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Lord Filkin: I take the point made by the noble Lord, Lord Avebury. I am certain that such access will be in place. Indeed, in common sense and practicality, it needs to be in place to enable people to communicate with their advisers.
I should like to reflect upon the suggestion made by the noble Lord, Lord Lucas, although I wonder whether it actually takes us back to the point at which we started. However, the Government are not prepared to move from what I said in my initial response to the noble Baroness, Lady Anelay. There is always a duty on the Secretary of State to act reasonably. Therefore, as Members of the Committee know that it is already clearly implied, it is not essential to put such a provision in the Bill.
Baroness Anelay of St Johns: I cannot help but say that I am disappointed by the noble Lord's response. Although these centres are being set up as trials, what goes to the heart of the issue is the fact that such centres are the only place in which 3,000 people will live every six months. It is important for us to get this right from the first instance. My noble friend Lord Lucas was trying to provide some way out of the impasse and helpfully suggested the idea of some reasonableness as a test. Unfortunately, as the Minister observed, that brings us back to where we started. We return to the subjective test of the Secretary of State. From what the Government have said so far, I do not see enough evidence to suggest that I should trust that test.
The good will of the Minister is beyond reproach, but I must take into account what we have been told throughout the previous three days of debate. Despite the fact that the Bill has passed through the other place, we have not been promised any sight of the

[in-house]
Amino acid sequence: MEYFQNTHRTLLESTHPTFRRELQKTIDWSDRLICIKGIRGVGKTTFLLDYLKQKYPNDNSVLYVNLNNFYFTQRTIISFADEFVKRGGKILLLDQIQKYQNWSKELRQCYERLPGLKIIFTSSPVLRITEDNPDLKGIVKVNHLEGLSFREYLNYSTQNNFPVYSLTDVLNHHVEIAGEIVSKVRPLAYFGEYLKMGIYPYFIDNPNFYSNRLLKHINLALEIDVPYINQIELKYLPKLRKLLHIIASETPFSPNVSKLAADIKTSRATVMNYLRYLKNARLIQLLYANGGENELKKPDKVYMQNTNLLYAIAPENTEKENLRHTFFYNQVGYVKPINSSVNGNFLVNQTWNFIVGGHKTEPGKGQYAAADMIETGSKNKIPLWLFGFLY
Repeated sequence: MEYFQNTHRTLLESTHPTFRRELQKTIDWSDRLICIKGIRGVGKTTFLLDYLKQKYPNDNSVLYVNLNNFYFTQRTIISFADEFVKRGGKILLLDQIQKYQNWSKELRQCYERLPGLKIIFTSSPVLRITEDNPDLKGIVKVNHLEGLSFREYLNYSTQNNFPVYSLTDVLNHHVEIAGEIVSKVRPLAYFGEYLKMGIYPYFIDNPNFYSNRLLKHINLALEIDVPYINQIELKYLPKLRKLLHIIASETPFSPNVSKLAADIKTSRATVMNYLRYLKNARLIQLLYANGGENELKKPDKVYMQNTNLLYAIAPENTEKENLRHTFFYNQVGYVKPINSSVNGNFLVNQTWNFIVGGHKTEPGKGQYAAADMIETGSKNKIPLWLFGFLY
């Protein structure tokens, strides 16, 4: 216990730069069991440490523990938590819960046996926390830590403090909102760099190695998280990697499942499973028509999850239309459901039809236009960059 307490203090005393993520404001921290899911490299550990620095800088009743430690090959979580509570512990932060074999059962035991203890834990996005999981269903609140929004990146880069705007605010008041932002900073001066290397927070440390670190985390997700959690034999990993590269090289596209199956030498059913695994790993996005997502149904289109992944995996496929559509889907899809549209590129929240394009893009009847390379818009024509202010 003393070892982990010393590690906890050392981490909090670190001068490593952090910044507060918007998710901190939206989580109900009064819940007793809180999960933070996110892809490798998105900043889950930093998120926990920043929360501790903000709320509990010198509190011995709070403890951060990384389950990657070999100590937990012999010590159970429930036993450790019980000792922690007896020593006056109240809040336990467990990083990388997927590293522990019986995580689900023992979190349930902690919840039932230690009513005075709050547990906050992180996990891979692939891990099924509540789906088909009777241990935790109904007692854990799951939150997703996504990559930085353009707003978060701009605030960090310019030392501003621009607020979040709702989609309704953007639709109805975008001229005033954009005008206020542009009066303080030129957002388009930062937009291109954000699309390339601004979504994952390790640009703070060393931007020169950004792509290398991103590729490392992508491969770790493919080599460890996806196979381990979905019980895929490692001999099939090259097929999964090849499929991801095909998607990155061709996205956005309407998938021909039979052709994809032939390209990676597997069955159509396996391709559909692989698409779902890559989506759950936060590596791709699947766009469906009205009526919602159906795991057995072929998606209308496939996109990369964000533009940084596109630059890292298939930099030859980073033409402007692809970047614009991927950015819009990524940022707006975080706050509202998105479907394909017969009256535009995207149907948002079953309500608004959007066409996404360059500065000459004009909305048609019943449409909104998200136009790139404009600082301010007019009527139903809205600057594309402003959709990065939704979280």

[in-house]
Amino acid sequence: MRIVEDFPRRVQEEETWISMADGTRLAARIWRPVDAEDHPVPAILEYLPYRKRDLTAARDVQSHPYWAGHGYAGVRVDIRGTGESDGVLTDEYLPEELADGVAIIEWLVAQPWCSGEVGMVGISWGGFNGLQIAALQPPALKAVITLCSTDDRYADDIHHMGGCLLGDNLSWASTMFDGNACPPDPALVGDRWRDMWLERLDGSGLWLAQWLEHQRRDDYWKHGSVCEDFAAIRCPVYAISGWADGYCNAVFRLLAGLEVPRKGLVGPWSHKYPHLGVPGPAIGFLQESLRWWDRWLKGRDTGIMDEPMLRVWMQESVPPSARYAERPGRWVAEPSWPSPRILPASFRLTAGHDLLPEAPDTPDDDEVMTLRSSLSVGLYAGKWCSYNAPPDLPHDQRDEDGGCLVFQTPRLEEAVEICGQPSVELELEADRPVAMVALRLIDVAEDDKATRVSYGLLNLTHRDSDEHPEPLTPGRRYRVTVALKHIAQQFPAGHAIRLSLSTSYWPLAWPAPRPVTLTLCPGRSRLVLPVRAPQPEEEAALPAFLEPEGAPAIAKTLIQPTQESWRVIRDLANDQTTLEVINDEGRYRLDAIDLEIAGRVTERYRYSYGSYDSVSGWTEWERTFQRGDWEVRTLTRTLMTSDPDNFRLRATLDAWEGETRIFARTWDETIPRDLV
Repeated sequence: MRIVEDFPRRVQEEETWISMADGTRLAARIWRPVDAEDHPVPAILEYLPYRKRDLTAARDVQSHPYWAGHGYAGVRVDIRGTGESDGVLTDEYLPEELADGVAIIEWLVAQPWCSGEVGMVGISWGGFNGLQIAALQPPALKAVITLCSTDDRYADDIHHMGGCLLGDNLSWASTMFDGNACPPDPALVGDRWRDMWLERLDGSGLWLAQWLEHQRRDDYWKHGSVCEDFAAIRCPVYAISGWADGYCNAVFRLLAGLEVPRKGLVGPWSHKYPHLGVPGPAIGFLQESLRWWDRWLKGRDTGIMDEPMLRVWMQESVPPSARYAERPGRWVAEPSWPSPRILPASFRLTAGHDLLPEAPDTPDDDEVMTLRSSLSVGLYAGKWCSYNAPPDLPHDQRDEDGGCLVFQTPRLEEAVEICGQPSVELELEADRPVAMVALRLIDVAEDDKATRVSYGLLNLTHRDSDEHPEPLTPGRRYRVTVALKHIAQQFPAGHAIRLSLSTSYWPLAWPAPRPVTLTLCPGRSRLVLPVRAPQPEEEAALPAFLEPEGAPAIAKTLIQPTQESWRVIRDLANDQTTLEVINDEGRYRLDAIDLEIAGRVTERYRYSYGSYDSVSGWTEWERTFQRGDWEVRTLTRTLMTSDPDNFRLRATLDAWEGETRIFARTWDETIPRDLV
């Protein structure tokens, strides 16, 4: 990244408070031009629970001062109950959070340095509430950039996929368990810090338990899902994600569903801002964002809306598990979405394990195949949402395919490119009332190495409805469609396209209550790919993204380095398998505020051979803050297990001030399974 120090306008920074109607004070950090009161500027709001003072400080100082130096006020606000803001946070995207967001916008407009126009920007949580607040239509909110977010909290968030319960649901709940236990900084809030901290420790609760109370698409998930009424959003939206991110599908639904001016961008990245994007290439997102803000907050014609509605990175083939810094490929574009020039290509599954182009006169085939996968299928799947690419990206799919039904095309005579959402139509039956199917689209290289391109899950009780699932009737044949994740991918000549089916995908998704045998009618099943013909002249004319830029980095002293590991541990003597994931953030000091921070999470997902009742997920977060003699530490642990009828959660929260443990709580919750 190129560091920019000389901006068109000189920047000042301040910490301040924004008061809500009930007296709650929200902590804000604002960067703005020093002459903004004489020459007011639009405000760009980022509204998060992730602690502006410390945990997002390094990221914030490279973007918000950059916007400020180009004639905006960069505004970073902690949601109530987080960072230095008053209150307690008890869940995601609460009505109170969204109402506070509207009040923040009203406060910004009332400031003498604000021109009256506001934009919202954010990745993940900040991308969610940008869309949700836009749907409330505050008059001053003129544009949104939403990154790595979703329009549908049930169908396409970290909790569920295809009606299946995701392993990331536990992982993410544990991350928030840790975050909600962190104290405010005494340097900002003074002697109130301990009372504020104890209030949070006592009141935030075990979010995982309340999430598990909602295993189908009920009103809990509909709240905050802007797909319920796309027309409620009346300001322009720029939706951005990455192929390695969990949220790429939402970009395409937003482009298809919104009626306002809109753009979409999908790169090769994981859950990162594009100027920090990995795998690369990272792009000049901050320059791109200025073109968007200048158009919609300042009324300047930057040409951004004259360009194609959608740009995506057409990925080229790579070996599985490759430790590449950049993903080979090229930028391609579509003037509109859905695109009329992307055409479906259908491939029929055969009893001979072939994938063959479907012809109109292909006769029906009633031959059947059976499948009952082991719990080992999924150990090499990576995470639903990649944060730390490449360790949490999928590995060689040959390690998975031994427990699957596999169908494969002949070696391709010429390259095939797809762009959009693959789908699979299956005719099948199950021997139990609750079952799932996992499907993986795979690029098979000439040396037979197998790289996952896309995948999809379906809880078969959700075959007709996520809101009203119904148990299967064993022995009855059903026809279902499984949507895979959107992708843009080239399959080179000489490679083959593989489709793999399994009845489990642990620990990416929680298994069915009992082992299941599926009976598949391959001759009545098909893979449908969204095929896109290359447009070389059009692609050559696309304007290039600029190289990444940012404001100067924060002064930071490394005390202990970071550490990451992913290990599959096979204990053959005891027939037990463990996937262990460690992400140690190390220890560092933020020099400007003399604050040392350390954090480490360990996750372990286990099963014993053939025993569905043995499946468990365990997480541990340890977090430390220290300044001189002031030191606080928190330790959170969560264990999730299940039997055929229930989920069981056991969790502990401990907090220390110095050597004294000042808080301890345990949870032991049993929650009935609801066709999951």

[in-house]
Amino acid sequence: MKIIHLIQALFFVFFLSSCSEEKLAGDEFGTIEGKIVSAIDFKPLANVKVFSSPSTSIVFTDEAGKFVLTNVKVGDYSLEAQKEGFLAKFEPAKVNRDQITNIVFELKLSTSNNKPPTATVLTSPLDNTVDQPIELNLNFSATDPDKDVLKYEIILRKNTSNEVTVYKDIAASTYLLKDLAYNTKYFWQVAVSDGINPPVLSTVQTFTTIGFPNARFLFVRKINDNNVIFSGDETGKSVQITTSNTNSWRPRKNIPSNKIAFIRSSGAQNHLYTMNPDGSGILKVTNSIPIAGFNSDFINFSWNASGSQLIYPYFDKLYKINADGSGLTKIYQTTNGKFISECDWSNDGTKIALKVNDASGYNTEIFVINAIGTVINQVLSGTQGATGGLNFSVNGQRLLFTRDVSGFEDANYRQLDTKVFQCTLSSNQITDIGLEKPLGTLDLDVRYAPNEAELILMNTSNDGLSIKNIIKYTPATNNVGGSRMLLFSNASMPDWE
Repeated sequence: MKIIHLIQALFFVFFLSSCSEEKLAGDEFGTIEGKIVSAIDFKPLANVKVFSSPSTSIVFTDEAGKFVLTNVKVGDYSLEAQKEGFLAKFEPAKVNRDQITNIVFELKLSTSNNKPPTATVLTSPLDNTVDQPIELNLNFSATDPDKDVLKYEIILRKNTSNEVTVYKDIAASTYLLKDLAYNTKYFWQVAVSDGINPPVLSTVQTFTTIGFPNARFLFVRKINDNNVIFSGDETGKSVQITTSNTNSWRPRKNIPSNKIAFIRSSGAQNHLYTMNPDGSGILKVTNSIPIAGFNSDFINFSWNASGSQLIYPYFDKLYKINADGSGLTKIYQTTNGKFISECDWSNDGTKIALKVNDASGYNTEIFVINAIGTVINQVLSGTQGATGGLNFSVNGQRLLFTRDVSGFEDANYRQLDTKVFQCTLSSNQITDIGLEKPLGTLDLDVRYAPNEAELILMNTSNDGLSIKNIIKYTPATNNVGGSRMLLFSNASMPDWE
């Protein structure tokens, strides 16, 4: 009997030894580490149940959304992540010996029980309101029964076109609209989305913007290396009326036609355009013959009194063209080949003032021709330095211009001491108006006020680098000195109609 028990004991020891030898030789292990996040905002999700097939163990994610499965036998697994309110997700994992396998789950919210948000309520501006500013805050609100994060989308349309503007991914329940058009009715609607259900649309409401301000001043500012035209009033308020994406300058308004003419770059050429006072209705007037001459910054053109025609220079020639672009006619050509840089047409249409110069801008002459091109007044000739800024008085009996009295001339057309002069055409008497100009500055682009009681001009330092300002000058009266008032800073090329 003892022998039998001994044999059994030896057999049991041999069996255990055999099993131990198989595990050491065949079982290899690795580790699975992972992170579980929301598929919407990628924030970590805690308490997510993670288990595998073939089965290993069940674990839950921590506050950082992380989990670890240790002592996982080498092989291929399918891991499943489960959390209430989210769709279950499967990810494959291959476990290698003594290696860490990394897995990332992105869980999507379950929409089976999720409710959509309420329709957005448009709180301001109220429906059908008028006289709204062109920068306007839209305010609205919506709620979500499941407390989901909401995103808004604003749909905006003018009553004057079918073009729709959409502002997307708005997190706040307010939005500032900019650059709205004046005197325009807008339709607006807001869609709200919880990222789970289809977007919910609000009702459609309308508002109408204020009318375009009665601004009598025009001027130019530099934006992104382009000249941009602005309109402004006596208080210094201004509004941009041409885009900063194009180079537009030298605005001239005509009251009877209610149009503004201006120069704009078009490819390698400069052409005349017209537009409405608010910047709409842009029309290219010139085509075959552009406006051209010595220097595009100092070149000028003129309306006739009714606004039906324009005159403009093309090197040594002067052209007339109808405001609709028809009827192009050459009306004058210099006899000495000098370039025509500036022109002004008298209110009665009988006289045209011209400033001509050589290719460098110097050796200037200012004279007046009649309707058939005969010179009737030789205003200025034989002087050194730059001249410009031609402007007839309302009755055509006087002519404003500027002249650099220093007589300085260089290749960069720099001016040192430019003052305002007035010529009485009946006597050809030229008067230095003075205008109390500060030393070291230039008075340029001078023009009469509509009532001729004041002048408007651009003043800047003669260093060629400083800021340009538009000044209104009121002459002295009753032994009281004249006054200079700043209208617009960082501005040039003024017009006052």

Moreover, notwithstanding the Minister's assurancesand however well-meaning he may beI am reminded that behind any government Minister there looms the brooding presence of the Treasury. I should not rely on any civil servants in the Treasury, any more than I would on the Ministers in that department. But I wonder at the back of my mind what would happen if, during a future spending round, the Chancellor of the Exchequer decided that the money given to service supply at accommodation centres should not be increased, or even that it should be reduced. What would a future Home Secretary have to do to decide which of the services should be pruned? Might he decide that some services are not appropriate? Might he decide that it is all right if a church is available within one or 10 miles, whereas a disabled person might need on-site services?
I do not intend to draw out the argument, but I am deeply disappointed. There are times when it is important to provide a clear picture of what shall be provided for those whose lives will be in these centres. I feel that, on this occasion, I must test the opinion of the Committee.
Resolved in the negative, and amendment disagreed to accordingly.
The Parliamentary Secretary, Lord Chancellor's Department (Baroness Scotland of Asthal) rose to move, That the draft rules laid before the House on 14th March be approved [24th Report from the Joint Committee].